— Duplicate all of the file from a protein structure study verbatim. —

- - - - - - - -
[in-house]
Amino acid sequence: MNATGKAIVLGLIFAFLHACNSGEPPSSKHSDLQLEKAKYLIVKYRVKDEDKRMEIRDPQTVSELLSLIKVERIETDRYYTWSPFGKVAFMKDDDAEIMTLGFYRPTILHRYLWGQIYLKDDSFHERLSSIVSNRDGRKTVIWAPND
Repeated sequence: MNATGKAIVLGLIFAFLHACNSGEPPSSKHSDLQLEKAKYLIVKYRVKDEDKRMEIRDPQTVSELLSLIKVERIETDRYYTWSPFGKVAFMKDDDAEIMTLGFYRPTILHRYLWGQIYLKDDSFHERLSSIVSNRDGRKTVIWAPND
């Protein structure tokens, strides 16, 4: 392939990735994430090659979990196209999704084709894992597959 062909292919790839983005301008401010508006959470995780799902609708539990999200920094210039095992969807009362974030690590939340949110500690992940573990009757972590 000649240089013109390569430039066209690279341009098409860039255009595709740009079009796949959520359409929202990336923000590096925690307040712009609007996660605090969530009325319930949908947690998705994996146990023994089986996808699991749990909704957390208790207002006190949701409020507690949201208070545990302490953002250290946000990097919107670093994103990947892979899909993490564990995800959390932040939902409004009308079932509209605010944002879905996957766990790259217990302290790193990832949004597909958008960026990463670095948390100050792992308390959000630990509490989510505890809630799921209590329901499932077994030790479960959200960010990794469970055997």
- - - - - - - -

[in-house]
Amino acid sequence: MNATGKAIVLGLIFAFLHACNSGEPPSSKHSDLQLEKAKYLIVKYRVKDEDKRMEIRDPQTVSELLSLIKVERIETDRYYTWSPFGKVAFMKDDDAEIMTLGFYRPTILHRYLWGQIYLKDDSFHERLSSIVSNRDGRKTVIWAPND
Repeated sequence: MNATGKAIVLGLIFAFLHACNSGEPPSSKHSDLQLEKAKYLIVKYRVKDEDKRMEIRDPQTVSELLSLIKVERIETDRYYTWSPFGKVAFMKDDDAEIMTLGFYRPTILHRYLWGQIYLKDDSFHERLSSIVSNRDGRKTVIWAPND
């Protein structure tokens, strides 16, 4: 392939990735994430090659979990196209999704084709894992597959 062909292919790839983005301008401010508006959470995780799902609708539990999200920094210039095992969807009362974030690590939340949110500690992940573990009757972590 000649240089013109390569430039066209690279341009098409860039255009595709740009079009796949959520359409929202990336923000590096925690307040712009609007996660605090969530009325319930949908947690998705994996146990023994089986996808699991749990909704957390208790207002006190949701409020507690949201208070545990302490953002250290946000990097919107670093994103990947892979899909993490564990995800959390932040939902409004009308079932509209605010944002879905996957766990790259217990302290790193990832949004597909958008960026990463670095948390100050792992308390959000630990509490989510505890809630799921209590329901499932077994030790479960959200960010990794469970055997």